For general questions concerning PostgreSQL, have a look at the official PostgreSQL documentation.

If you have a question concerning that is not answered by the documentation,you can ask @PostgresApp on Twitter, or open an issue on GitHub.

When reporting bugs, let us know which version of & macOS you are using, and be sure to include detailed error messages, even if your issue seems similar to another one.

Uninstall Postgresql Mac

License, PostgreSQL, and its extensions are released under the PostgreSQL License. The released binaries also include OpenSSL (OpenSSL License), PostGIS (GPLv2), and plv8 (3 clause BSD). is maintained by Jakob Egger. It was originally created by Mattt Thompson.

How To Install Postgresql On Mac

I started off programming Ruby on Rails applications on a Windows machine with an Ubuntu virtual machine running on top. But when I got my first job at a startup in California, I received a brand new shiny Macbook laptop.

I had never used a Mac before as I considered them overpriced relative to a desktop I could setup with Linux. But since that’s what I was given, that’s what I was used. One of the first things I had to do is figure out how to get Postgres up and running.

Eventually, I had to learn a good way to upgrade it as well. At my first job, I found that using Heroku’s Postgres app. At my next job, I used the homebrew package manager since that’s how our team used it.

So what follows is a mini-guide I put together on how to install postgresql on Mac as well as how to upgrade it with homebrew.

Now if you want to use Heroku’s Postgres app, it’s pretty easy and is a good alternative to homebrew.


Installing Postgres via Homebrew

This guide assumes that you have homebrew installed. If you don’t, you can find some instructions here.

Once you do that, all you have to do is issue the following command in your terminal:

$ brew install postgres

It should install the latest version of Postgres available via Homebrew. Pretty easy, right?

Upgrading Postgres via Homebrew

Ok, so let’s say you have to upgrade postgres. I had to follow these steps when I was upgrading to Postgres 9.6

Step 1 – Turn off Postgres

Postgresql tools for mac

The first step is to turn off the postgres service if it’s running in the background.

$ brew services stop postgresql

Step 2 – Upgrade

Next, we’ll use homebrew to upgrade it to the latest version.

$ brew update && brew upgrade postgresql

Step 3 – Switch

Finally, we’ll switch to the new version using the following command.

brew switch 9.6.1

You’ll see output like the following:

Step 4 – Ensuring Postgresql Starts Automatically At Startup (optional, but makes your life easier)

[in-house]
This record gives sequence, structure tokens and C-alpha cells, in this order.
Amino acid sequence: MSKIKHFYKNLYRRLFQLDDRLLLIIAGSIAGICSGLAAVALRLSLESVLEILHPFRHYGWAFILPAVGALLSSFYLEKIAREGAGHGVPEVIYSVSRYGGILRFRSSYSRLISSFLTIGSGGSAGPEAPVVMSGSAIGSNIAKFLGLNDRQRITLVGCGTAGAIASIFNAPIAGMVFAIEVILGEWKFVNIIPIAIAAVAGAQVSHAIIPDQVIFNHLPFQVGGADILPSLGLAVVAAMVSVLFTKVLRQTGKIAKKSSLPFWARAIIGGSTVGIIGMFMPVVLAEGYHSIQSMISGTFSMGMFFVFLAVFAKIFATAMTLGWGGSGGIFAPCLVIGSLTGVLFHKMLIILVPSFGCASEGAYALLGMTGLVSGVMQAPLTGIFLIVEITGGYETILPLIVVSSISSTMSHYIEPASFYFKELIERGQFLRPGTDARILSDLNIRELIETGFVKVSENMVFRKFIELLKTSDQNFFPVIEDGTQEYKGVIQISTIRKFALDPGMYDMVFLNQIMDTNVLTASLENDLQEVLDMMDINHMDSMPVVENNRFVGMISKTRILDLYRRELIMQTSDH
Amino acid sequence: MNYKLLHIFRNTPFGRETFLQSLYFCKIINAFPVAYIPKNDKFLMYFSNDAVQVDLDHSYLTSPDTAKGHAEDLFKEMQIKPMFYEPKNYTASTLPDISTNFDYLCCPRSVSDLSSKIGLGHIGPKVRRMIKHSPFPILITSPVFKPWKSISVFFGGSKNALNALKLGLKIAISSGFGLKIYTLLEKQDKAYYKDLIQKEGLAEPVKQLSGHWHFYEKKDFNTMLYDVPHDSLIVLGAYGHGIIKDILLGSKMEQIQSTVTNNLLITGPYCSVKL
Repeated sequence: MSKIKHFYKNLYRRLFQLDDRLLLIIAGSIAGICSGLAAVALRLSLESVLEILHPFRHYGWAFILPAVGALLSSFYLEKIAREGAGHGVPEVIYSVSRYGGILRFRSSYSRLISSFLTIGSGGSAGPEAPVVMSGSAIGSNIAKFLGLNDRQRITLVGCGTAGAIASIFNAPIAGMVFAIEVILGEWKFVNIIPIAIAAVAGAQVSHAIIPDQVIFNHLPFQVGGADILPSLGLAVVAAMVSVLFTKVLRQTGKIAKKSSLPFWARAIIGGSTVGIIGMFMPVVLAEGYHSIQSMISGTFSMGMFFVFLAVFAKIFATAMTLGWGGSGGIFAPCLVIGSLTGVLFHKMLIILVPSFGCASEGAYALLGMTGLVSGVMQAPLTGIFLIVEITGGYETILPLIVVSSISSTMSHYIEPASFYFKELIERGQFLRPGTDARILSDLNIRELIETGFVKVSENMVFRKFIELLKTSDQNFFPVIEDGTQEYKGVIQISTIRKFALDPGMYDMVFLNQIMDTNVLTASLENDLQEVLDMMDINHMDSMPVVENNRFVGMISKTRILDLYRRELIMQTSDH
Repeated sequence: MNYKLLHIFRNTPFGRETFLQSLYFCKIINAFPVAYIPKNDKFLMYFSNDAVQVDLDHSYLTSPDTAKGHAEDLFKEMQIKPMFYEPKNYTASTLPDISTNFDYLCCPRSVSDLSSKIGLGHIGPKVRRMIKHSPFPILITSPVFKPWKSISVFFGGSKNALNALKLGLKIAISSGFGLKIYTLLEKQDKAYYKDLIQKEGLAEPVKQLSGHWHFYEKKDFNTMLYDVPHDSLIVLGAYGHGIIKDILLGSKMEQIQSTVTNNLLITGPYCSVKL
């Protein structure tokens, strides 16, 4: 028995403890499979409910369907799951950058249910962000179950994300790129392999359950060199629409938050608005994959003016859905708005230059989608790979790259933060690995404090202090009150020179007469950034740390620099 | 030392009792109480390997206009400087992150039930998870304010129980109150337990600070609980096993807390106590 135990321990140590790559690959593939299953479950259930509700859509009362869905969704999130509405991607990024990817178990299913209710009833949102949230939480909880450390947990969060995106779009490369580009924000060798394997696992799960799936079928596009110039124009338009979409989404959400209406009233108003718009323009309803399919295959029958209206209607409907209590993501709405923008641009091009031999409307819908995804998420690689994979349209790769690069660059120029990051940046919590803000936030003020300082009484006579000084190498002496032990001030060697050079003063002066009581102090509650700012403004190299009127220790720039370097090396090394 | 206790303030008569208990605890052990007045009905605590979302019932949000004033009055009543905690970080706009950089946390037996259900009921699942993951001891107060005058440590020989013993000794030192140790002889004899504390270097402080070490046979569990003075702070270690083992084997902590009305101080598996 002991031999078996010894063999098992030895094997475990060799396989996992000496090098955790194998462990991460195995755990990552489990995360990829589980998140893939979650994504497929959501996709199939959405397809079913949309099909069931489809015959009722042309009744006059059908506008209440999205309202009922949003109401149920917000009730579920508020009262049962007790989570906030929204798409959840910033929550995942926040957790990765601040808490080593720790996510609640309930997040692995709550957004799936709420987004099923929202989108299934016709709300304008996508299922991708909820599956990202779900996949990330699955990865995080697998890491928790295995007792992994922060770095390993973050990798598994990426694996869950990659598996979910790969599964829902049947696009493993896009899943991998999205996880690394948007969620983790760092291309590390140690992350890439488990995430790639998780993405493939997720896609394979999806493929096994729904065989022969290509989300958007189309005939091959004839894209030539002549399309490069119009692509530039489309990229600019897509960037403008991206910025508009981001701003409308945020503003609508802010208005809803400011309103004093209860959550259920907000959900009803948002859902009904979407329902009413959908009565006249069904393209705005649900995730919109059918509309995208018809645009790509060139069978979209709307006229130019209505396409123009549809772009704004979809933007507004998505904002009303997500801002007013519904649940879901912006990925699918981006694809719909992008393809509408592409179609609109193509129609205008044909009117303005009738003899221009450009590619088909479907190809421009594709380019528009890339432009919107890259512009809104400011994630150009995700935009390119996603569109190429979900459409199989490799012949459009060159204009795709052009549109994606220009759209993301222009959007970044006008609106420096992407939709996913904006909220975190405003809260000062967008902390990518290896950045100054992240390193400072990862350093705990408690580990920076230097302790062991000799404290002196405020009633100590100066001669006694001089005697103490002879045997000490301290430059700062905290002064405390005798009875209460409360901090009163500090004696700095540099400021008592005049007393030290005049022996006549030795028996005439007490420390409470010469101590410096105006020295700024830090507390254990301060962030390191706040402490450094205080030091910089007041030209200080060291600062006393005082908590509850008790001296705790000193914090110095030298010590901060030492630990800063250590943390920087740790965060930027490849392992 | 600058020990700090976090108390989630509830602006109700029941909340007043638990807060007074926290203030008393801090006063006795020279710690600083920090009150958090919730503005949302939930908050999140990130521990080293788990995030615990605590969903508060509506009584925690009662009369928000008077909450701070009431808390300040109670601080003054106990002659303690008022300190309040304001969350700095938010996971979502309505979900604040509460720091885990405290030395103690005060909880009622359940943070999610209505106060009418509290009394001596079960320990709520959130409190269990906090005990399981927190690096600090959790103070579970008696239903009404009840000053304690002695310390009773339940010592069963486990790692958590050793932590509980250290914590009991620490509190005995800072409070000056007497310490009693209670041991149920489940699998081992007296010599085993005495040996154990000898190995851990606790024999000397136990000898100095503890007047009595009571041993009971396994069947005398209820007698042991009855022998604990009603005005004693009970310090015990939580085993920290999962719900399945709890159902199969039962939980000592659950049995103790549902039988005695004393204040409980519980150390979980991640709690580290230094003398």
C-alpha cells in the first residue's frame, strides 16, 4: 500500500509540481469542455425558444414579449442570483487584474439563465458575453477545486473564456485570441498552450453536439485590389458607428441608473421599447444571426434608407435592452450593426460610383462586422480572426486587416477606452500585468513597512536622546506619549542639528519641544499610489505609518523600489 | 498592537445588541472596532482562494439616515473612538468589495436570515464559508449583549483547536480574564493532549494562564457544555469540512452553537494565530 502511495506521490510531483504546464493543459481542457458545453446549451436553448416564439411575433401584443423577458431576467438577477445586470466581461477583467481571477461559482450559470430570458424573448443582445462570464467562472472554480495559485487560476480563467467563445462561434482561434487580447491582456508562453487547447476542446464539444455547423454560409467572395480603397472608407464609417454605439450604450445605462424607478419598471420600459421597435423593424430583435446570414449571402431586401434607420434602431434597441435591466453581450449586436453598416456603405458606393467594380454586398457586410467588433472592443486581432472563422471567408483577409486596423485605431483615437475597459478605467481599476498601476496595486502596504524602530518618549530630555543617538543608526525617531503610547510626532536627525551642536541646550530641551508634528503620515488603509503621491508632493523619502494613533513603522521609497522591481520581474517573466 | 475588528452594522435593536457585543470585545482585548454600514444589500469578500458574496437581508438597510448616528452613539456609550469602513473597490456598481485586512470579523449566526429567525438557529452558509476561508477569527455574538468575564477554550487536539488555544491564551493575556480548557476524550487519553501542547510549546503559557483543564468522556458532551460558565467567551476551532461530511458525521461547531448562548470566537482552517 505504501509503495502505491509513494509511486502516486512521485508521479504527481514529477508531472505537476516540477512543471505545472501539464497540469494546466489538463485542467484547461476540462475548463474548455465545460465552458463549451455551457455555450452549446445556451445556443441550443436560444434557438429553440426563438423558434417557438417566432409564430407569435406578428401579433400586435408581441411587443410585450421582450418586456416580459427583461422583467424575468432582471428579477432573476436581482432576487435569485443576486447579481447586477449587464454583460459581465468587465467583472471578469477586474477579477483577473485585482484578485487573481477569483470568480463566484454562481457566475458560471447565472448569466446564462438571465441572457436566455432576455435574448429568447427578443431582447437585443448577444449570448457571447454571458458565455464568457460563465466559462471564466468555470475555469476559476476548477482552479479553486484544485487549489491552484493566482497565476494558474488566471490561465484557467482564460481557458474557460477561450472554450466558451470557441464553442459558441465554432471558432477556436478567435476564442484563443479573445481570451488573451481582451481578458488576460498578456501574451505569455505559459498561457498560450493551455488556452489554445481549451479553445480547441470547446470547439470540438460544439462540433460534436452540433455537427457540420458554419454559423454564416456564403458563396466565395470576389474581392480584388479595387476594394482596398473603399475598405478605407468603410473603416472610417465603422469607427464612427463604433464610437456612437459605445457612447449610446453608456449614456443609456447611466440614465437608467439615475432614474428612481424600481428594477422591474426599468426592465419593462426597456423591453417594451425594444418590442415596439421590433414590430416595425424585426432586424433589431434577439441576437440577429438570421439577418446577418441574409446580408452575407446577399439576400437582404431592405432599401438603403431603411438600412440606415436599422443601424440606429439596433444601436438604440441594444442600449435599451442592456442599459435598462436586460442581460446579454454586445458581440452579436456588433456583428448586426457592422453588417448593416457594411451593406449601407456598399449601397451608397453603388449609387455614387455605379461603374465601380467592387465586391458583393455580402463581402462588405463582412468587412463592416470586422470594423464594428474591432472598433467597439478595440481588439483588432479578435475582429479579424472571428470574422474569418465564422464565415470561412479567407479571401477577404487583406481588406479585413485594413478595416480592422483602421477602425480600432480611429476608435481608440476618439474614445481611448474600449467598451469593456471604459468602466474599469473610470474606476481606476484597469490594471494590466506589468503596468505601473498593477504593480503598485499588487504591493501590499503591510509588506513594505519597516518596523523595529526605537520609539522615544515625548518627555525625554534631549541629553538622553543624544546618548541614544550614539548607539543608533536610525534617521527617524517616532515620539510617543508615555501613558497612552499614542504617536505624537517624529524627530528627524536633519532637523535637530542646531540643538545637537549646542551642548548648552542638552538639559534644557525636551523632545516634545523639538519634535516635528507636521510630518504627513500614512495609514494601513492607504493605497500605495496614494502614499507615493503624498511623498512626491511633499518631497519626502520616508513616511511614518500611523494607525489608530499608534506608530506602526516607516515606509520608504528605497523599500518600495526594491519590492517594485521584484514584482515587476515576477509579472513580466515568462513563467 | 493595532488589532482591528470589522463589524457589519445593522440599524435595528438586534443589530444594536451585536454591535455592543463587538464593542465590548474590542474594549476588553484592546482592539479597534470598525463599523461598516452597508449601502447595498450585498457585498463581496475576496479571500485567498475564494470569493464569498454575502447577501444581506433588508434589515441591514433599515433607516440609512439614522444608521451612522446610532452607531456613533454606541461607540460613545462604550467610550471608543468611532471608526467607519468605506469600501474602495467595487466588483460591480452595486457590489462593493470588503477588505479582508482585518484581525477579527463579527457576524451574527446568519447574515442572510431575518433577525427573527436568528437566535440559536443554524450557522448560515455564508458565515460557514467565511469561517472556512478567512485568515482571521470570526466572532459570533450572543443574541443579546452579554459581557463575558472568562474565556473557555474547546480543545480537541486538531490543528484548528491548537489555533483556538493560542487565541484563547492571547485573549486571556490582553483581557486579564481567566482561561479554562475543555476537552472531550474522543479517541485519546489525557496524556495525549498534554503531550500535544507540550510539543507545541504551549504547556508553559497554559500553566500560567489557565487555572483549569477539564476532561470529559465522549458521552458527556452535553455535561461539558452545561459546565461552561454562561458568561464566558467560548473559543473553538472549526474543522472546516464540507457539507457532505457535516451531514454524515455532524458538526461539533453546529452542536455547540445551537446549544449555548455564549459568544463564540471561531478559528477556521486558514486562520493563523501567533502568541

Now to ensure postgres starts automatically every time you start your Mac, you’ll need to do some extra setup.

I got the following setup from this blog post at tunnelsup.

Step A – You’ll need to setup LaunchAgents

Create the directory ~/Library/LaunchAgents if it doesn’t exist already.

Step B – Copy the plist file to ~/Library/LaunchAgents/

There’s a plist file that comes with the postgres install from homebrew.

When upgrading to 9.6.2, my plist was at /usr/local/Cellar/postgresql/9.6.2/homebrew.mxcl.postgresql.plist.

Copy the plist file to the LaunchAgents directory.

cp /usr/local/Cellar/postgresql/9.3.4/homebrew.mxcl.postgresql.plist ~/Library/LaunchAgents/

Step C – Load launchctl

Now use launchctl to load the file using this command:

$ launchctl load -w homebrew.mxcl.postgresql.plist

You can also use a ruby gem called lunchy. I haven’t tried it but this blog post describes the process.

General Troubleshooting Tips And Useful Commands

The following command will show you if you have multiple versions of postgres installed.

$ brew info postgresql

This troubleshooting gist describes how to migrate data from one version of Postgres to another.

Troubleshooting Guide for Rails developers

This part gives you some common troubleshooting tips if you’re a Rails developer.

Since I primarily use Postgres for Ruby on Rails work, when I was upgrading I had a connection issue described below.

If you get a connection issue with a message such as the following:

Then try running this in your terminal:

If you see the above “FATAL…”, then issue the following commands:

WARNING: Before you issue the following commands, please make sure you back up your old local Postgres data if you need it. See the gist referenced in the General Troubleshooting Tips And Useful Commands section.

$ rm -rf /usr/local/var/postgres && initdb /usr/local/var/postgres -E utf8

Mac Os Install Postgresql

After running the above rm and initdb commands, you should see something similar to the following.


Postgresql Client For Mac

If you want to install Postgres via homebrew, follow the steps above. Make sure you backup your local data if you need it so you don’t accidentally erase something you need to keep. Other than that, let me know if you have any issues in the comments.